For some years, credit has been growing faster than economic activity. In 1980, debt levels for US banks were running at 21 per cent of gross domestic product (GDP). By 2007, the figure had grown to 116 per cent of GDP. In Europe, by 2008, bank capital had shrunk to 10 per cent of assets as requirements for capital adequacy were loosened. For most of the 20th century, the figure had been 25 per cent.
Some of that credit found its way onto the balance sheets of outsourcing companies, who used it to finance contracts and offer discounts to CIOs in the early years of a deal.
In some cases, the outsourcing provider not only delivered IT services, they became a source of credit too. Compass Management Consulting analysis of contracts suggests that the discount in the first year of sourcing deals was 15-20 per cent below the market rate. This was offset by a premium of up to 30 per cent above market rate towards the end of the contract term.
With the shrinkage of credit over 2008/2009, these variable price deals are no longer sustainable. At Compass, we are calling this a new sourcing paradigm because its effects are so profound.
One example: today’s economic conditions are the toughest for several generations. Corporations are looking to cut costs like never before and some think they “deserve” discounts because of the slowdown.
Five or 10 years ago, service providers could secure access to funds, provide the discount, ramp up prices in the final years of the deal (by which time the economy was growing again) and both parties were happy.
Not today. In the new sourcing paradigm, service providers are either unwilling or unable to raise cash in order to fund a discount.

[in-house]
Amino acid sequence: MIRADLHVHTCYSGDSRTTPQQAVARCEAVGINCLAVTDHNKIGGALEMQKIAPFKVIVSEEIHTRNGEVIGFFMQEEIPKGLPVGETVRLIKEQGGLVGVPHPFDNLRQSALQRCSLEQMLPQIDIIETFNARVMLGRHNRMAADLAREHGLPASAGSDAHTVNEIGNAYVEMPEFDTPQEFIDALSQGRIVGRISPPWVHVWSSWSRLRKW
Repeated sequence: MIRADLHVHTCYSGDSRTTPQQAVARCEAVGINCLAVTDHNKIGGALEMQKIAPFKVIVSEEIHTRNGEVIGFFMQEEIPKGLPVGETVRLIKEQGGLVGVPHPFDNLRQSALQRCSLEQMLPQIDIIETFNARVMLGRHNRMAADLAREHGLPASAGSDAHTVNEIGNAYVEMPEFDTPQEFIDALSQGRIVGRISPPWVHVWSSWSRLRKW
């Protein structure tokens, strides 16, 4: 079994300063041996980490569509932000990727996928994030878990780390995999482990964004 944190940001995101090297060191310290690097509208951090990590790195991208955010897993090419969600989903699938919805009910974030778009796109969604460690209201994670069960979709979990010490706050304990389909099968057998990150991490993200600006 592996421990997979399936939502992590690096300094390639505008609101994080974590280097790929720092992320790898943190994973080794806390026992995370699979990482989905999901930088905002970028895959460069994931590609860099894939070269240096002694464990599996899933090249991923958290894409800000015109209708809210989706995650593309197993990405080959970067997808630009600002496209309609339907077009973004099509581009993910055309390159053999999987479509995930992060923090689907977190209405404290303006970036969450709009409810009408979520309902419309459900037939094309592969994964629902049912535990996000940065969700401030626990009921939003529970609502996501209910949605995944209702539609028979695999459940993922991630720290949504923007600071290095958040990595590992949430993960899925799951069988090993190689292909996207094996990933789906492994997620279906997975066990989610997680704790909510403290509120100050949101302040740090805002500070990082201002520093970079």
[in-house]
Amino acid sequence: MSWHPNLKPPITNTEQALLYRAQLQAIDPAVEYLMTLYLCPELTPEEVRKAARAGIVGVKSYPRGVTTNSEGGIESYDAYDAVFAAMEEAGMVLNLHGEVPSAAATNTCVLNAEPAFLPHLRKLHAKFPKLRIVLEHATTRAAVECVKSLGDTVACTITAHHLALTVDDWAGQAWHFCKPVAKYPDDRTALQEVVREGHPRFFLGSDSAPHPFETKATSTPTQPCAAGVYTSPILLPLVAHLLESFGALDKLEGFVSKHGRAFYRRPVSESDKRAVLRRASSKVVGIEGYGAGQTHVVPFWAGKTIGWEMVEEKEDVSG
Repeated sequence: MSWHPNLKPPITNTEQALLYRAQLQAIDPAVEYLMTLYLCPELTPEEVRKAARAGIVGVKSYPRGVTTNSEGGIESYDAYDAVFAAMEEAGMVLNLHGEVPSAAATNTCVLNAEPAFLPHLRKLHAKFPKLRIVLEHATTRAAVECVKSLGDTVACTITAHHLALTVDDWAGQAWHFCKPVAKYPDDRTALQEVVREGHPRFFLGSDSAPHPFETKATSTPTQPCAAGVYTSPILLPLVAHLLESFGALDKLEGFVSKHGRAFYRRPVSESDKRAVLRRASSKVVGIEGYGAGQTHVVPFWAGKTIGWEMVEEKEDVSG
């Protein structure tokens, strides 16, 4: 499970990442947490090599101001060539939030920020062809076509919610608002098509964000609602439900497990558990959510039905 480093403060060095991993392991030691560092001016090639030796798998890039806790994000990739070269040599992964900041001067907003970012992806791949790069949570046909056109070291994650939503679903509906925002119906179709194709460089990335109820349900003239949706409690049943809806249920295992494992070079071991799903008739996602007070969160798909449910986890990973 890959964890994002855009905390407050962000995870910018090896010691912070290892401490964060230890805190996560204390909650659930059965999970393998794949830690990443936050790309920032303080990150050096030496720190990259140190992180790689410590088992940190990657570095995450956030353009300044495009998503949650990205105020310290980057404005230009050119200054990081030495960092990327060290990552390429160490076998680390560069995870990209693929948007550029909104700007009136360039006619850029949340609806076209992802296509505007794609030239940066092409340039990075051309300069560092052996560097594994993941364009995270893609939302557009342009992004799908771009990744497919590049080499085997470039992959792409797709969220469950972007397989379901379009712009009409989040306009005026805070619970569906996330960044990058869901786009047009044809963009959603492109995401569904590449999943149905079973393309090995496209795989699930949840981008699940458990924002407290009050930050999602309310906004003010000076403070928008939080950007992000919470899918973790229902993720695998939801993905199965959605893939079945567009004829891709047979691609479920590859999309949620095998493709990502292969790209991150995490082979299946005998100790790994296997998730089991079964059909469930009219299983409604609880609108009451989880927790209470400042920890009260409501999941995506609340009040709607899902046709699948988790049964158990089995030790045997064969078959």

About the author
Andy Gallagher is a consulting director responsible for IT service providers at Compass Management Consulting
A white paper on this subject can be found at: www.compassmc.co.uk
The economic situation – and its consequences for outsourcing – is undoubtedly serious. Yet if service providers and clients grasp these changes early, current conditions could trigger improvements in sourcing relationships that will benefit both parties.
Firstly, the new fiscal conditions mean that both parties have an increased incentive to achieve value evenly over the lifetime of the contract. Cost savings will no longer be achieved through the mirage of financial engineering. Instead, both parties will be challenged to deliver savings through long term improvement initiatives, economies of scale, adherence to standards and optimised service delivery and relationship management.
With discounts gone, the new outsourcing paradigm is putting pressure on client organisations to contribute to improving performance in order to achieve savings alongside their service provider.
Early signs are that the best performing clients are willing to let their service providers implement change in order to achieve either economies of scale or standardised delivery. Inefficient processes, often inherited as part of the deal, are a significant burden to delivery operations. They can increase cost by up to 25 per cent above the market rate and often deliver no benefit.
In a client organisation last year, for example, Compass found that eight per cent of the cost of a large outsourcing contract was caused by a combination of outdated processes and unwillingness to enforce appropriate behaviour. Following this analysis, collaborative change initiatives between vendor and client have achieved previously untapped savings, which went straight to the bottom line of that business.
In the new outsourcing paradigm, savings are going to be achieved through a CIO’s
frugality at home rather than through the generosity of vendors with their sorely crunched credit.